Dragon Ball Z: Budokai Tenkaichi 3 Updated Hands-On
Get ready to brush up on your Dragon Ball Z character names--the latest Budokai Tenkaichi is on track to feature more than 90 of them.
We'll begin emailing you updates about %gameName%.
Recently, we got some hands-on time with the latest offering in the Dragon Ball Z game franchise--Dragon Ball Z: Budokai Tenkaichi 3--the third in the Budokai Tenkaichi series being published by Namco Bandai for the PlayStation 2.
Our last look at Dragon Ball Z: Budokai Tenkaichi 3 was at this year's Leipzig Games Convention, and while that taste focused largely around the playable character selection and controller gesturing for the Wii version of the game, this time around we'll be looking specifically at the gameplay, some of the characters, and what they can do.
Atari Australia also tells us that Tenkaichi 3 will be the last instalment on the PlayStation 2 platform, and as a result rolls all the features of the previous games into "one ultimate DBZ fighting package".
So what can Dragon Ball fans look forward to in this version? Plenty from the looks of it, with over 40 hours of gameplay, 10 game modes that relive the original Dragon Ball saga, and original Japanese voiceover work. Developer Spike has also thrown in more than 90 unique characters for a total of over 150 forms, playable on more than 20 battle stages. Unfortunately, since our preview code was a work in progress, we were limited to a handful of each.
The game's opening cinematic, character models, and environments look great on the aging PlayStation 2 hardware. A lot of work has obviously gone into the game's creative assets, leaving the cel-shaded art style and lighting effects looking fresh and crisp. Outdoor grassy environments are lush and green, while desert areas are sparse and rock laden. Audio hasn’t been skipped in the process, with our copy offering 21 battle-themed tracks with names like "Caution!", "Shootout in Meteor", "High and Scream", and "Heat Capacity".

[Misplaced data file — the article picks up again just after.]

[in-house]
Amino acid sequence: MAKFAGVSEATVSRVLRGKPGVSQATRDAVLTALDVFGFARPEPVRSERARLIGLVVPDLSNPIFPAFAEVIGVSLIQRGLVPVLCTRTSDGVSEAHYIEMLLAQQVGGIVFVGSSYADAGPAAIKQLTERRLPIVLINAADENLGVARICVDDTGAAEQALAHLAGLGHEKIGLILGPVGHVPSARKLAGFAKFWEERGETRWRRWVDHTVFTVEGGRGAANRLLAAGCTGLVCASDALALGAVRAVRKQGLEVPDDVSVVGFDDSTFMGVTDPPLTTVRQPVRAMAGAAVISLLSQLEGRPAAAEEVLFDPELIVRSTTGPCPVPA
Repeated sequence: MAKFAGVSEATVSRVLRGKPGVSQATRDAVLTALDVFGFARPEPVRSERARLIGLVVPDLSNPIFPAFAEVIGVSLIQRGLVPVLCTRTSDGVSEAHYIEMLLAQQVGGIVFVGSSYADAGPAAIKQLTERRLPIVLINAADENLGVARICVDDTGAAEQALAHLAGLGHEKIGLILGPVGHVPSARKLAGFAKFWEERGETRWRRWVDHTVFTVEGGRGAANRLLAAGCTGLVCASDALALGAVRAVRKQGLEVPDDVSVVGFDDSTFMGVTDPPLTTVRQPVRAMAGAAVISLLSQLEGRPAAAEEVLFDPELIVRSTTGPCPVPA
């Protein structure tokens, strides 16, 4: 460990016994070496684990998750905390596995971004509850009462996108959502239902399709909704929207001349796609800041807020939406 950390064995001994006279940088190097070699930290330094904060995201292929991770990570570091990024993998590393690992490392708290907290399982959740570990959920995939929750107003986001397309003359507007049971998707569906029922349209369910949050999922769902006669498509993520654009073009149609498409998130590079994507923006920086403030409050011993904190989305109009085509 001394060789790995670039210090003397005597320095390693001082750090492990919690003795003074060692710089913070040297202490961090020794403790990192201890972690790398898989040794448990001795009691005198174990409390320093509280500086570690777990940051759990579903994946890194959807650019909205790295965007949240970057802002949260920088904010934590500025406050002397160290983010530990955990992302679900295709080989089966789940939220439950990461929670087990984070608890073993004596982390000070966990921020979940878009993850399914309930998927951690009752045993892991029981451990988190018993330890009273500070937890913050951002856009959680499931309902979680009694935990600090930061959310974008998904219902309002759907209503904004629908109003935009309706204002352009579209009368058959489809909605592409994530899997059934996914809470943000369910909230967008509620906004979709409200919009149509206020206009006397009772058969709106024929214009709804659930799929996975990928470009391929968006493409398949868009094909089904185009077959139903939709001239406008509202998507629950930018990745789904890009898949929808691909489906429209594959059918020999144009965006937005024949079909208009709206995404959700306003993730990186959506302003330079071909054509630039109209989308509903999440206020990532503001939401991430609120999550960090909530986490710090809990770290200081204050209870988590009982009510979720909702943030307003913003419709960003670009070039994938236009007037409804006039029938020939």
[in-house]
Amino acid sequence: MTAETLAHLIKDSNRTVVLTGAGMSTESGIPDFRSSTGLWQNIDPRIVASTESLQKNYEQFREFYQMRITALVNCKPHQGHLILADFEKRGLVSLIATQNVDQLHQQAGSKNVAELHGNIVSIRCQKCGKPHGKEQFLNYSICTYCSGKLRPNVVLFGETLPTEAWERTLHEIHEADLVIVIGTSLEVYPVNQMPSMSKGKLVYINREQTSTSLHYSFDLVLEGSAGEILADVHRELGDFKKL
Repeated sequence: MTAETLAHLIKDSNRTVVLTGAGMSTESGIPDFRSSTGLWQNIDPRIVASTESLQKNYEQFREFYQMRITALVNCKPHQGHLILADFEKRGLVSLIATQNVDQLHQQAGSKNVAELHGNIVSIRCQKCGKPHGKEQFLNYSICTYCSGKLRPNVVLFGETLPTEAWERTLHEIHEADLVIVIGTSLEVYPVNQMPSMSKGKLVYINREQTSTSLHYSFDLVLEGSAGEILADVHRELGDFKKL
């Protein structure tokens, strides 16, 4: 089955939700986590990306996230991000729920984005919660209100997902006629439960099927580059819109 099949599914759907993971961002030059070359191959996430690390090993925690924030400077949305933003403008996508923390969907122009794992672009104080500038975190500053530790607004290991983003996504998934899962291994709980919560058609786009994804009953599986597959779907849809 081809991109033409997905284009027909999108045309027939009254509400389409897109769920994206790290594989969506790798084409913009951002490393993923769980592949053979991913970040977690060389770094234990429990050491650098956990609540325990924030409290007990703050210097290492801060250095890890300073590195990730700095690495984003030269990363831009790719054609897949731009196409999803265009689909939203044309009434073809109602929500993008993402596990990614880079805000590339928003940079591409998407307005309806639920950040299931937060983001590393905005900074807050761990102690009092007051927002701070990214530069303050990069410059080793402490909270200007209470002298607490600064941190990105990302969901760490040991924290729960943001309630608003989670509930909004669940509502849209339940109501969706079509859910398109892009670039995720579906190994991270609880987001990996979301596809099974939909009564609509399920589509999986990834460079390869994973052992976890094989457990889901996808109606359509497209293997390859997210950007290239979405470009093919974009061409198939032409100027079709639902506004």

Our playable character list consisted of: Goku, Piccolo, Nail, Goku (GT), Vegeta (Second Form), Future Gohan, King Vegeta, King Cold, Babidi, Demon King Dabura, Kid Buu, Android 13, Broly, Bojack, Nuova Shenron, and Spopovich. Once you've selected your base character, there's an additional level of customisation, with Goku available in GT, GT Super Saiyan, GT Super Saiyan 3, GT Super Saiyan 4, or Gogeta form following the various series and movies. Not all characters had forms in our code, although they may appear in a later build, or as unlockable characters through the story mode. Character models also offer between one and four colour variations, so you'll be able to tell who's who in two-player battle.
Even with all the story modes, Budokai Tenkaichi 3 and indeed the Dragon Ball Z that spawned it is obviously rooted in fighting, so how does it handle? Fans of the series shouldn't encounter any major surprises picking this one up, and all the frantic mid-air thrashing you've come to love is still here. Fifty-hit combos are par for the course, but there's plenty of other ways to dispatch your enemy, and using the skills list menu, you can plot out and learn your special attack, signature and rushing techniques, and their associated button presses.
This is one for the button mashers, even if you can't string together advanced combos, you'll have fun with Tenkaichi 3 by repeatedly pressing the square button to punch when your target is in range. Pressing X will make your player dash towards your opponent--useful for after you've dealt a devastating knock back blow and want to get another one in. Triangle fires your ranged weapon, dealing a moderate amount of damage, but using up your energy which you'll want to save for combos. Holding and releasing either the melee or ranged attack buttons will charge up a more powerful attack. R1 and the right shoulder trigger are assigned to flying, and will make your character either zoom into the air or descend back to earth.
Auto lock makes a return in this game, and so far seems to be plagued by the same issues found in Tenkaichi 2. Once players leave your field of vision, usually by flying above you, although still locked on, you won't know where they are without either backing off or flying to meet them.
Vertical split-screen multiplayer too is back in Tenkaichi 3, and unfortunately even on a large television set simply doesn't offer enough visual context per player with the locked shoulder camera. With such expansive environments, we understand why they've done it this way, but the problem is only compounded further by the height field of vision issue.
The game still has development time before it ships in November this year, and we're hoping that what has been such a solid series until now can go out with a bang with a few minor tweaks.